It is very hard to squeeze the history and characteristics of this distinct breed in just a few lines, as the Chartreux may be one of the oldest breeds. Its presence has been documented as early as the 16th century.As such, there are plenty of variations as to its origin and naming. The most popular story however goes that the knights returning from the Crusades brought them home, ending up at the French monasteries and taking their name after the Carthusian monks of France, together with their famous liqueur.
The Chartreux has been described as the magnificently elegant ensemble of several ugly parts. A robust body, broad shoulders and a deep chest, are paired by medium short, finely boned legs earning it the affective characterization of a “potato on toothpicks”. Its tail is of medium length, with a strong basis. In general, it is a very muscular and strong race, and make extremely good mouse hunters.Its coat and eyes, their most distinct features, are once more a study in contrasts. Their blue fur is medium in length, with a sheep-like appearance that is due to the breakings created by its undercoat. This dense undercoat gives it resistance to water, making them almost waterproof. The eyes have a warm color ranging from gold to deep amber, and a round shape with the outer corners slightly upward. Ears are medium in height and width, set high on the head. And of course let’s not forget the smile of the Chartreux, another distinct feature. Chartreux cats take their time and grow gracefully, completing their development between 3 and 5 years old.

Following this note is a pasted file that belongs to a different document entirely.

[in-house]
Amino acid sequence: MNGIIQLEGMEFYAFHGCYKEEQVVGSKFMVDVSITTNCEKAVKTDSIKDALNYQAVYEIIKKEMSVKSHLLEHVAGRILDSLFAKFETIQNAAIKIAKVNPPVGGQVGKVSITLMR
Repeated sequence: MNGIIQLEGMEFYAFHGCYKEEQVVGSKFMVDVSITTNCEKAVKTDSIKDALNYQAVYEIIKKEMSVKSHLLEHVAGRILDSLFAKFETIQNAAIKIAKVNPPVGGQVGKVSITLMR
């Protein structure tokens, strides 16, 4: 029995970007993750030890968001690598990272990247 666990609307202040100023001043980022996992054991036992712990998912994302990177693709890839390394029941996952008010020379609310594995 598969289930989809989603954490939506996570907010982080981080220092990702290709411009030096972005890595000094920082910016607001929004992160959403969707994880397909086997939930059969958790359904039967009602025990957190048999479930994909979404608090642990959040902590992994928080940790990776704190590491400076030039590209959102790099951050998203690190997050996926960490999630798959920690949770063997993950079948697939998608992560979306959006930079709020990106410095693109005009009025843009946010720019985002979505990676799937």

A balanced, discreet breed, and social only when they care to be, the Chartreux becomes attached to their family that they like to follow everywhere in the house. They are quiet, making chirping sounds and meowing quite rarely. These dog-like cats are very good travelers and feel at home wherever, as long as their owner is with them. They are intelligent and very sensitive, recognizing their owner’s mood and feeling bad if being yelled at.